Georgia and the Franco-American Treaty of Alliance
Siege of Savannah
On February 6, 1778, France signed both a treaty of amity and commerce, and a treaty of defensive alliance with the newly established United States. The alliance was negotiated by Benjamin Franklin, whom Franklin College was named for, the predecessor to the University of Georgia. UGA is the first state-chartered university in America. The Franklin College of Arts and Science still remains at UGA.
French King Louis XVI ordered Admiral d’Estaing, a senior officer in the French navy, to take command of the Toulon (Mediterranean) Squadron and sail for North America. For the first time in French naval history, a French squadron crossed the Atlantic Ocean with the primary mission of combat. The first action of America’s new treaty with France was the Battle of Savanah.
On the night of October 8, 1778 d’Estaing ordered the assault on British held Savannah. The attack was the bloodiest since Bunker Hill and was a stalemate, resulting in Georgia being the only state that returned to its royal status. Alexander Lawrence wrote in Storm Over Savannah, “The battle possessed the qualities of drama and color unmatched elsewhere in American history…” Pierre-Charles L’Enfant, future designer of Washington D.C., would almost be left for dead on the field before Savannah’s defenses.
Marquis de Lafayette
The Marquis de Lafayette was a key figure in the American Revolution and toured Georgia extensively. The most poignant moments of his stay in Savannah came when he laid the cornerstones for monuments honoring two other Revolutionary War heroes, Count Casimir Pulaski and General Nathanael Greene.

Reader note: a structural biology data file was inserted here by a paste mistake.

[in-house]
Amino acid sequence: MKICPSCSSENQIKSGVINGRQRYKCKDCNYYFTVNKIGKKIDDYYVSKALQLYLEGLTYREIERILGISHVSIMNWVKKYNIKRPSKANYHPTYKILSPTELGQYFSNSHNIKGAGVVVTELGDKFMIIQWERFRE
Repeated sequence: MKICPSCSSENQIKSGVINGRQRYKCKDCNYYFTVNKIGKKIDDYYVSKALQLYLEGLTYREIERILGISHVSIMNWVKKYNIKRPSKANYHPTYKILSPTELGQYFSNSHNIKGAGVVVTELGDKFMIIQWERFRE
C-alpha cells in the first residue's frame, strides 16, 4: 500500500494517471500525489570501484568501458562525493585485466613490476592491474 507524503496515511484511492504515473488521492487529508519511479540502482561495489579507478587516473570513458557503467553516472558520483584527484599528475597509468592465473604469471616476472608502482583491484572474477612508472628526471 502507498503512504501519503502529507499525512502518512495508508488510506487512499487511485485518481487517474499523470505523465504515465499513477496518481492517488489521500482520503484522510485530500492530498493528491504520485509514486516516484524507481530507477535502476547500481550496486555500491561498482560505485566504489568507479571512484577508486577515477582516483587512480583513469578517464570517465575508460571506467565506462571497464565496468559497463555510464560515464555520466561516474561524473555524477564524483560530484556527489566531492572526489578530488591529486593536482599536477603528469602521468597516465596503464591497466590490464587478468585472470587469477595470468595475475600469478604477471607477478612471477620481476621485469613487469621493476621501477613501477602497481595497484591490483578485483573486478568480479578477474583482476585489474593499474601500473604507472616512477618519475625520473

Several cities and counties in Georgia are named after French cities including Beaulieu, Berrien County, Decatur, Fannin County, Fayette County, LaGrange (“The Farm” named for the French Estate of Marquis de Lafayette), Lanier County, Macon, and Valdosta.
Pictured to the right: Lafayette at the Owens-Thomas House, Savannah, Georgia, 1825.
Alexis de Tocqueville
In 1831, six years before the founding of Atlanta, French political theorist Alexis de Tocqueville began a nine-month tour across the country, traveling extensively in Georgia in early 1832. He made insightful observations about the American spirit and the citizens’ unusual commitment to philanthropy. In his record of the voyage, Democracy in America, he writes, “Americans group together to hold fêtes, found seminaries, build inns, construct churches, distribute books, dispatch missionaries to the antipodes. They establish hospitals, prisons, schools by the same methods.” Tocqueville had never encountered a culture like the one he found in America, and his writings reflect the astonishment he showed in this great new world experiment.
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